Why dont people smile in old photographs? (Smithsonian.com)
Why dont people smile in old photographs?
Lexile

You asked us, why don't people smile in old photographs.

Technology is partly to blame.

The Daguerreotype, the first widely used photographic process, was invented in 1839. The exposure time in those early days was really long, sometimes lasting up to 15 minutes or so, and way too long to hold a smile.

But that timing was cut down pretty quickly, so there was more at play here than just the tech.

Although it was less expensive than having your portrait painted, getting your picture taken still wasn't cheap. Some people had just one photo snapped their whole entire life, which made the event a pretty important and formal deal.

Unlike portrait painters, photographers weren't trying to capture an instant in their subjects' lives, but more of an ideal of that person. Plus, back in the day, the classy just didn't say, cheese."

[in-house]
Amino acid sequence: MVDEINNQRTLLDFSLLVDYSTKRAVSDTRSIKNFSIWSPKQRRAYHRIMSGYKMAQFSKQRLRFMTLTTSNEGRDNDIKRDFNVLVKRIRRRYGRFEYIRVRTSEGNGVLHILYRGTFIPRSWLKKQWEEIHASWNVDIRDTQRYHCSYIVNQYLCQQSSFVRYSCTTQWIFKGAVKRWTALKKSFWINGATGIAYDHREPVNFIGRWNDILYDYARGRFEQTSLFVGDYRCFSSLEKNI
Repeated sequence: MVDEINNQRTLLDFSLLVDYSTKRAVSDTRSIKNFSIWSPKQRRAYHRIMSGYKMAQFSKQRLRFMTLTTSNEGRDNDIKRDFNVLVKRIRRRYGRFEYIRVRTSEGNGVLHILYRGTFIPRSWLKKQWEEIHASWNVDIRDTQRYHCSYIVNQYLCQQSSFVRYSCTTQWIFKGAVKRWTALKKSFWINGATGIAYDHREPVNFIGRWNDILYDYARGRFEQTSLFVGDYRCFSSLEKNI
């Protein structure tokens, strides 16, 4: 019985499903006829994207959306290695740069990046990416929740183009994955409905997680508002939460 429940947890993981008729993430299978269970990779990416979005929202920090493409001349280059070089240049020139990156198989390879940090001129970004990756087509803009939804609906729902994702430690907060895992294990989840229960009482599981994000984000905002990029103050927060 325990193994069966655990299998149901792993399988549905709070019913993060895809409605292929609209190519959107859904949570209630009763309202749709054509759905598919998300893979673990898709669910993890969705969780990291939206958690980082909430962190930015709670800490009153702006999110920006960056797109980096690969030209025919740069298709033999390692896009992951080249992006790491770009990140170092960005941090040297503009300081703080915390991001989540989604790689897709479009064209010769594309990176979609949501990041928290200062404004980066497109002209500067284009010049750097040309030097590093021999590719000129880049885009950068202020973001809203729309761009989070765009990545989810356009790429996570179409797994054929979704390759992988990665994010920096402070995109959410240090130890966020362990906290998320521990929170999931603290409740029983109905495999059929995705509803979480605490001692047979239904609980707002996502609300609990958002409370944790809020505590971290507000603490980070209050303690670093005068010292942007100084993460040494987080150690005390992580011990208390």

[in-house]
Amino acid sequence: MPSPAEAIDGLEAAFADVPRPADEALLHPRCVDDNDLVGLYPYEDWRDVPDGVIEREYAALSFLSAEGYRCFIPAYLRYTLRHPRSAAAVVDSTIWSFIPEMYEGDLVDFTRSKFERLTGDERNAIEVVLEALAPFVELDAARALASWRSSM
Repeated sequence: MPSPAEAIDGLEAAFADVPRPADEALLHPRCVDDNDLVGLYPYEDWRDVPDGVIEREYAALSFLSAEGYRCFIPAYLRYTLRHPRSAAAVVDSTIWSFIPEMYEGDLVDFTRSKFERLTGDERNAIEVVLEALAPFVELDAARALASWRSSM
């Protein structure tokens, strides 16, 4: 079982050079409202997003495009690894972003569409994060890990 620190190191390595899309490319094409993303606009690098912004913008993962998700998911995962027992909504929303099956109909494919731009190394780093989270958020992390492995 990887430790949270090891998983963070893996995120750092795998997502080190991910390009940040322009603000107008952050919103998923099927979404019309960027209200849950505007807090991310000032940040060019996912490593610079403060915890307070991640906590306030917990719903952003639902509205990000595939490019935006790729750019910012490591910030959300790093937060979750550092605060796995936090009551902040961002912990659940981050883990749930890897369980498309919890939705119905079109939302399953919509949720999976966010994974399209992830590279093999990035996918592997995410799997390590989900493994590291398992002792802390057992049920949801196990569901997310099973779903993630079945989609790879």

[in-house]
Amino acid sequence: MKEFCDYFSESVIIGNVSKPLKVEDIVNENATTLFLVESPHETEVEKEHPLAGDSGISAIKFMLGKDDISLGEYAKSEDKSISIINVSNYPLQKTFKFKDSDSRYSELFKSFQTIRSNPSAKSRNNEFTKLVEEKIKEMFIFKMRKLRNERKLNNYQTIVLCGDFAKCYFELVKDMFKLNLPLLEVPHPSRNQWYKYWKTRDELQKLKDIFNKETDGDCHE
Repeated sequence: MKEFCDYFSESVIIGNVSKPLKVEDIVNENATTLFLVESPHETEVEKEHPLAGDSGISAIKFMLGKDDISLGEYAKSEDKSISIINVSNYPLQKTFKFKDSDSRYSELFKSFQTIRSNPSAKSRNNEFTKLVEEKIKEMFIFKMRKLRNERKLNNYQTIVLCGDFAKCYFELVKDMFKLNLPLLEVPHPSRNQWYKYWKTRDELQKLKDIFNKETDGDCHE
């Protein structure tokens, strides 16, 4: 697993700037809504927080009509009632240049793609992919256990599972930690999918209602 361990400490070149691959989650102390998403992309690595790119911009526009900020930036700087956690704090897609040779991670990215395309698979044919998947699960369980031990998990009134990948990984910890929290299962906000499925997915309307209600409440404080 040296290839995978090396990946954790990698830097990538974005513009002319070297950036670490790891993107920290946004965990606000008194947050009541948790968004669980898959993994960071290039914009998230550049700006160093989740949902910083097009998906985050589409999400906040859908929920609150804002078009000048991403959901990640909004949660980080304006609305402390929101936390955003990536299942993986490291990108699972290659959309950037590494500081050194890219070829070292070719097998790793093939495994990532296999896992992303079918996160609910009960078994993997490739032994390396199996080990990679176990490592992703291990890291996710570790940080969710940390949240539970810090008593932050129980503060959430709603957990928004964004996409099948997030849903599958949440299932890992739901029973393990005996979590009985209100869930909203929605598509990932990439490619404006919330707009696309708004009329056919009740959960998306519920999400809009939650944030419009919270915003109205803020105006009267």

So, picture equals sourpuss.

It wasn't until the turn of the 20th century when cameras became portable and easier to use, that pictures turned into casual snapshots, and smiles became more common.

Now, we can't get enough of those pearly whites.

For more stories like this, check us out every day at smithsonian.com

Critical thinking challenge: Why are you told to say "cheese" when your picture is taken?

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COMMENTS (1)
  • IanI-Kut
    3/11/2015 - 09:33 p.m.

    I didn't realize that in old photos people didn't smile. But I understand why they didn't smile now. They didn't smile because sometimes they had to sit for 15 minutes before the picture was taken. I wouldn't smile earthier if I had to what 15 minutes.

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